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Gov to Track Websites Visited?

Published:

There's another story out there that says if you visit the gov. website for Cash for Clunkers a warning pops up and says use of this sight will mean the gov owns your computer and everything on it.... that sounded pretty far out but it was on Glen Beck and he showed a screen shot of it on TV.

Anyway, this from Raw Story, Aug. 11, 2009


White House proposal to track government website users stirs fears

A White House proposal to end a long-standing policy forbidding government websites from tracking users could lead to "the mass collection of personal information of every user of a federal government website," says the ACLU.

Civil liberties groups like the ACLU and the Electronic Privacy Information Center are lining up against a plan, proposed by the Obama administration, to end a policy that has been in place since 2000 preventing government websites from installing tracking cookies on users' computers.

“This is a sea change in government privacy policy,” said Michael Macleod-Ball, Acting Director of the ACLU Washington Legislative Office, in a statement. “Without explaining this reversal of policy, the [White House Office of Management and Budget] is seeking to allow the mass collection of personal information of every user of a federal government website. Until the OMB answers the multitude of questions surrounding this policy shift, we will continue to raise our strenuous objections.”

Opponents of the proposal point out that tracking cookies can be used not only to keep track of what an individual has done or seen on the website in question, but also to track what other websites that person has visited, and what personal information they have handed over to the website. Thus, it is often possible to identify a computer user based on data stored in tracking cookies.

"It appears that these companies are forcing the government to lower the privacy protections that the government had promised the American people," Cindy Cohn, legal director of the Electronic Frontier Foundation, told the Washington Post. "The government should be requiring companies to raise the level of privacy protection if they want government contracts."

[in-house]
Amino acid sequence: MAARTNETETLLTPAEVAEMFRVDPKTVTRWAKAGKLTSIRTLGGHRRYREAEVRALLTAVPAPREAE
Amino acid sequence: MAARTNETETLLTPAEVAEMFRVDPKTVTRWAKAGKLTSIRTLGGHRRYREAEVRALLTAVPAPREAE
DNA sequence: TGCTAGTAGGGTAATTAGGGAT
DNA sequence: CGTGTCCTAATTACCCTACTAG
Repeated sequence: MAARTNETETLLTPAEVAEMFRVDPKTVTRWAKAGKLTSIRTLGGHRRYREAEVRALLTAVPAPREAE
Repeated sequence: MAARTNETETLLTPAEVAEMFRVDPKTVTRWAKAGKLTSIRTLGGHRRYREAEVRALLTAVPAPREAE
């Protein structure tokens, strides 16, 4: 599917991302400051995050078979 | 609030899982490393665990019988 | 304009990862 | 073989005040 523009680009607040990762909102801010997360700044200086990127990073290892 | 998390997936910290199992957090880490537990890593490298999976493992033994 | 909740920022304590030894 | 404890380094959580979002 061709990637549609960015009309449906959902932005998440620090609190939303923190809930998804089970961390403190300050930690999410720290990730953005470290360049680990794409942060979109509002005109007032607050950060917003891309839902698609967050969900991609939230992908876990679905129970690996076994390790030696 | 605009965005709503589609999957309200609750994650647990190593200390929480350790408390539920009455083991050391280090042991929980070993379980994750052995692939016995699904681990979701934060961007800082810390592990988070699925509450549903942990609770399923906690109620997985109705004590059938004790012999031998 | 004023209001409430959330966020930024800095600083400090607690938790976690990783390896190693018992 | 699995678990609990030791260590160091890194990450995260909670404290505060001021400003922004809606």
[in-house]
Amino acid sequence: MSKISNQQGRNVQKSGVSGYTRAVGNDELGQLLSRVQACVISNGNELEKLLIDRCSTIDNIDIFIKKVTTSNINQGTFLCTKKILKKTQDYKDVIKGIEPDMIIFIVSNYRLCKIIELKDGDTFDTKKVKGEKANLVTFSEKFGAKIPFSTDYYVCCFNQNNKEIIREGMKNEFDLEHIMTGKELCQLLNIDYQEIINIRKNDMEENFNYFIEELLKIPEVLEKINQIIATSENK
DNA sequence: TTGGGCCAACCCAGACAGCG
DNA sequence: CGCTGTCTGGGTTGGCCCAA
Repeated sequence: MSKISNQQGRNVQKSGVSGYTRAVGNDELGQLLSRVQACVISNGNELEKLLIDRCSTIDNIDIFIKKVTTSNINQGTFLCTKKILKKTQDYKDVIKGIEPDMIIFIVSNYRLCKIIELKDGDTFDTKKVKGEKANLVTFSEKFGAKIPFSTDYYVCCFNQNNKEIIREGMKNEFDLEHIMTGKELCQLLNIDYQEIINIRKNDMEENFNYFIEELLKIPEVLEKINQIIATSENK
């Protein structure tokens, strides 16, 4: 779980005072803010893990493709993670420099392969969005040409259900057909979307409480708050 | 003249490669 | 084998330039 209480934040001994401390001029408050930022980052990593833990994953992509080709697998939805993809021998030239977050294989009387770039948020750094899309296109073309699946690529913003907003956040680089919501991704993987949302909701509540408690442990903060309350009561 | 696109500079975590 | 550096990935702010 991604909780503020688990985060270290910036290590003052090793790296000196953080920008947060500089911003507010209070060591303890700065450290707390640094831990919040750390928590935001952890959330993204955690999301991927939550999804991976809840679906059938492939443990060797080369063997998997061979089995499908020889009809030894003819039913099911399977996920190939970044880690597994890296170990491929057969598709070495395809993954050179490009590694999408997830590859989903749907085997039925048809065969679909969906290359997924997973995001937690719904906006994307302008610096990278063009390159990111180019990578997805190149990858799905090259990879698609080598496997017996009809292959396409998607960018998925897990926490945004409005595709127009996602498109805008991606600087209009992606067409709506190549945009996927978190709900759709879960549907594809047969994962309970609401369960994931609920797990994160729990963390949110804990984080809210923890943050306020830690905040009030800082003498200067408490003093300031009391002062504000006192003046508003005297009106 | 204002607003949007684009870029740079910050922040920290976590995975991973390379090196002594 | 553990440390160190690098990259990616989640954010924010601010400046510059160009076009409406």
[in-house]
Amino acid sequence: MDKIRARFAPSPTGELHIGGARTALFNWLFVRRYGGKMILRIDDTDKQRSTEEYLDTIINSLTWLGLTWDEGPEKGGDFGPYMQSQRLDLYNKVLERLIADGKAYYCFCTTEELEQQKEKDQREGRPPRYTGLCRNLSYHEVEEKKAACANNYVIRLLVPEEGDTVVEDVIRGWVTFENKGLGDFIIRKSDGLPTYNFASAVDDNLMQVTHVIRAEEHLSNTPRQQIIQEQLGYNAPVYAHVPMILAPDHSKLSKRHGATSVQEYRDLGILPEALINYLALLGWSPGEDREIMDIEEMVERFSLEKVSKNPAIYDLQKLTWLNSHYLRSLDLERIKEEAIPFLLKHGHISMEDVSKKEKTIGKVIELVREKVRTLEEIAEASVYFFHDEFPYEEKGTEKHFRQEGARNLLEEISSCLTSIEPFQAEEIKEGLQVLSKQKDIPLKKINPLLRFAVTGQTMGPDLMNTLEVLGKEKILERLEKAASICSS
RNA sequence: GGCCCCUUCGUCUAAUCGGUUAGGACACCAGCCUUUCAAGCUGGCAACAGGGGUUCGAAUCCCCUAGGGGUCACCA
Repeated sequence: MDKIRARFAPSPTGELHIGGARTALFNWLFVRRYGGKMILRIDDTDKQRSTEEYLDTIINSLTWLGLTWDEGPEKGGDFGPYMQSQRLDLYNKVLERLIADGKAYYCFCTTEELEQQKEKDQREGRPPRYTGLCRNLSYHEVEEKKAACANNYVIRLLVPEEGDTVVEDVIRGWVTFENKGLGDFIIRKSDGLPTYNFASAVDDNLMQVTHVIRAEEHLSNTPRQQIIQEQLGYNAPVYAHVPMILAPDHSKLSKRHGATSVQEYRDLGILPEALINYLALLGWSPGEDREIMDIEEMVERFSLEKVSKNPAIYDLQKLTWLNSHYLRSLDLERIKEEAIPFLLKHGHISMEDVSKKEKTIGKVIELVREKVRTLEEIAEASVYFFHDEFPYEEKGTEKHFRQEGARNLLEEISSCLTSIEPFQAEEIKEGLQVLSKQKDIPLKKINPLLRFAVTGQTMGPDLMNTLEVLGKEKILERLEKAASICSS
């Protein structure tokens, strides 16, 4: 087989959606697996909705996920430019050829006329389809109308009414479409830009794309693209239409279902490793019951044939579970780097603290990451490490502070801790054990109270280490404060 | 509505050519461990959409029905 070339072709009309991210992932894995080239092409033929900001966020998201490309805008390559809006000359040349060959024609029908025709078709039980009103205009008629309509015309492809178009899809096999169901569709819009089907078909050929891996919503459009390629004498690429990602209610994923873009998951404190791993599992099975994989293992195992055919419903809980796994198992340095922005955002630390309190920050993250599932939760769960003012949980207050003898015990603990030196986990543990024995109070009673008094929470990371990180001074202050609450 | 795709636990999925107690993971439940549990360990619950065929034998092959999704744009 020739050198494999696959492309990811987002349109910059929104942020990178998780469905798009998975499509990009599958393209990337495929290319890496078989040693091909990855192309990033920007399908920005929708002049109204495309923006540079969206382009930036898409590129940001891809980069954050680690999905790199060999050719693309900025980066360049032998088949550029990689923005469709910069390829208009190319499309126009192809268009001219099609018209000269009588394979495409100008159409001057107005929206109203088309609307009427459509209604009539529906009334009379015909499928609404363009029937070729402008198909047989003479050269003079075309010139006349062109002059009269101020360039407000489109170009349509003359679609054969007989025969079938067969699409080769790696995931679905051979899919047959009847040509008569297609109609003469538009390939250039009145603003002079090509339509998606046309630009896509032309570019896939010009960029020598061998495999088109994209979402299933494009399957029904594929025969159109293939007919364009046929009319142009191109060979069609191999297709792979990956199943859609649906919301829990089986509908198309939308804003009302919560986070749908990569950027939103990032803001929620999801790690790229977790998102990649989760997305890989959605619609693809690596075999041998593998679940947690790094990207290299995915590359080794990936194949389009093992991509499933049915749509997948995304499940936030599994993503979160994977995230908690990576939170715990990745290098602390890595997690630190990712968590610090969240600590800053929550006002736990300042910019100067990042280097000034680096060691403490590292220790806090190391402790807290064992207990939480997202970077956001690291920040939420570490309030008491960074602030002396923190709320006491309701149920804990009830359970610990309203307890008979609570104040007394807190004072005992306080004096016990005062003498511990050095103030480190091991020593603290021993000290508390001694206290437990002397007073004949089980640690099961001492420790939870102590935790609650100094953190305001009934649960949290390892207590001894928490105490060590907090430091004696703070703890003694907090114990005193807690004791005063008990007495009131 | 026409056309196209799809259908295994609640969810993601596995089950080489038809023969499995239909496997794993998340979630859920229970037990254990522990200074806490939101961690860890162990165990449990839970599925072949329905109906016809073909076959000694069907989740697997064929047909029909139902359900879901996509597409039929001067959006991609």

According to the Post, the EFF and EPIC are pointing to "an unnamed federal government agency" that signed a contract with Google earlier this year that "carved out an exemption from the ban so that the agency could use Google's YouTube video player."

To many privacy watchdogs, that agreement is the thin end of the wedge that will allow the government to monitor ever more closely people's activities on government websites.

"EPIC strongly favors public access to new media and the government’s innovative use of new technology," the group said in a statement. "At the same time, we think it is unnecessary and shortsighted to allow government agencies to stalk citizens with persistent identifiers."

But supporters of the proposed change to government policy "say social networking and similar services, which often take advantage of the tracking technologies, have transformed how people communicate over the Internet, and Obama's aides say those services can make government more transparent and increase public involvement," the Post reports.

-- Daniel Tencer

http://rawstory.com/blog/2009/08/proposal-to-track-government-website-users/

Entry #105

Comments

1.
konaneComment by konane - August 12, 2009, 10:02 am
Love it when a judge analyzes legality of stuff like this.

"Internet Security - ”Obama's 'Cookies' Breaking the Law

http://www.youtube.com/watch?v=4oHH5ksty4I
2.
TigerAngelComment by TigerAngel - August 12, 2009, 1:59 pm
Thanx konane!!! Today, same story at the Washington Post:
U.S. Web-Tracking Plan Stirs Privacy Fears

By Spencer S. Hsu and Cecilia Kang
Washington Post Staff Writers
Tuesday, August 11, 2009



The Obama administration is proposing to scale back a long-standing ban on tracking how people use government Internet sites with "cookies" and other technologies, raising alarms among privacy groups.

A two-week public comment period ended Monday on a proposal by the White House Office of Management and Budget to end a ban on federal Internet sites using such technologies and replace it with other privacy safeguards. The current prohibition, in place since 2000, can be waived if an agency head cites a "compelling need."

Supporters of a change say social networking and similar services, which often take advantage of the tracking technologies, have transformed how people communicate over the Internet, and Obama's aides say those services can make government more transparent and increase public involvement.

article continued here:    http://www.washingtonpost.com/wp-dyn/content/article/2009/08/10/AR2009081002743_pf.html

I'm not buying their " it will make gov more transparent". This is double speak and double think right out of George Orwell's 1984!!!
3.
konaneComment by konane - August 12, 2009, 2:40 pm
@ TigerAngel I'm not buying their " it will make gov more transparent". This is double speak and double think right out of George Orwell's 1984!!!"

Motives are pretty transparent after Czarina asked for names of those opposed to health care.

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